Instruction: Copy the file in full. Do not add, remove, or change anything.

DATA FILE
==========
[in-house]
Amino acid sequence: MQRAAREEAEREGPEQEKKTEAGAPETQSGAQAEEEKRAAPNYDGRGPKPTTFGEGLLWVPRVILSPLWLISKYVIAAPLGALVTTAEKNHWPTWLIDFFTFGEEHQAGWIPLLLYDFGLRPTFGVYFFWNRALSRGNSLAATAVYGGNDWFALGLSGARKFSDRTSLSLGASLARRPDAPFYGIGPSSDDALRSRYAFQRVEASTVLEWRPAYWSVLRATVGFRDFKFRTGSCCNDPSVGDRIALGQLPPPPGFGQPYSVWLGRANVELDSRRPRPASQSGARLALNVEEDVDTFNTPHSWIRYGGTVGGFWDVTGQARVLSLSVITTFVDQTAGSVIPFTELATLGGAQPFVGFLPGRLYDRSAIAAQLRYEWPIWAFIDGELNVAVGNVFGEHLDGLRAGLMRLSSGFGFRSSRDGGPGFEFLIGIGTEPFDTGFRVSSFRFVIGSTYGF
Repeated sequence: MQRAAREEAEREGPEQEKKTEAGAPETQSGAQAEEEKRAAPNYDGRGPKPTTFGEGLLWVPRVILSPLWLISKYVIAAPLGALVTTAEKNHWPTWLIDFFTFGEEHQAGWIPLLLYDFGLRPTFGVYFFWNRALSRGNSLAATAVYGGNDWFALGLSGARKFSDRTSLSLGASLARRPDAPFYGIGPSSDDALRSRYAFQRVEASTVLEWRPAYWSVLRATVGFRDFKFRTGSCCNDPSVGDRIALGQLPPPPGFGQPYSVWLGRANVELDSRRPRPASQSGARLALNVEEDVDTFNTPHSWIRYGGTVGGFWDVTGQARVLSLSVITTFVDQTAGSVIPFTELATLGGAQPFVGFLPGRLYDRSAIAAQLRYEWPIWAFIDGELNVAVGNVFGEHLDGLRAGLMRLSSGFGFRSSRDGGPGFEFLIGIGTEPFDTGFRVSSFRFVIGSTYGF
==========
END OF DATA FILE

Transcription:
[in-house]
Amino acid sequence: MQRAAREEAEREGPEQEKKTEAGAPETQSGAQAEEEKRAAPNYDGRGPKPTTFGEGLLWVPRVILSPLWLISKYVIAAPLGALVTTAEKNHWPTWLIDFFTFGEEHQAGWIPLLLYDFGLRPTFGVYFFWNRALSRGNSLAATAVYGGNDWFALGLSGARKFSDRTSLSLGASLARRPDAPFYGIGPSSDDALRSRYAFQRVEASTVLEWRPAYWSVLRATVGFRDFKFRTGSCCNDPSVGDRIALGQLPPPPGFGQPYSVWLGRANVELDSRRPRPASQSGARLALNVEEDVDTFNTPHSWIRYGGTVGGFWDVTGQARVLSLSVITTFVDQTAGSVIPFTELATLGGAQPFVGFLPGRLYDRSAIAAQLRYEWPIWAFIDGELNVAVGNVFGEHLDGLRAGLMRLSSGFGFRSSRDGGPGFEFLIGIGTEPFDTGFRVSSFRFVIGSTYGF
Repeated sequence: MQRAAREEAEREGPEQEKKTEAGAPETQSGAQAEEEKRAAPNYDGRGPKPTTFGEGLLWVPRVILSPLWLISKYVIAAPLGALVTTAEKNHWPTWLIDFFTFGEEHQAGWIPLLLYDFGLRPTFGVYFFWNRALSRGNSLAATAVYGGNDWFALGLSGARKFSDRTSLSLGASLARRPDAPFYGIGPSSDDALRSRYAFQRVEASTVLEWRPAYWSVLRATVGFRDFKFRTGSCCNDPSVGDRIALGQLPPPPGFGQPYSVWLGRANVELDSRRPRPASQSGARLALNVEEDVDTFNTPHSWIRYGGTVGGFWDVTGQARVLSLSVITTFVDQTAGSVIPFTELATLGGAQPFVGFLPGRLYDRSAIAAQLRYEWPIWAFIDGELNVAVGNVFGEHLDGLRAGLMRLSSGFGFRSSRDGGPGFEFLIGIGTEPFDTGFRVSSFRFVIGSTYGF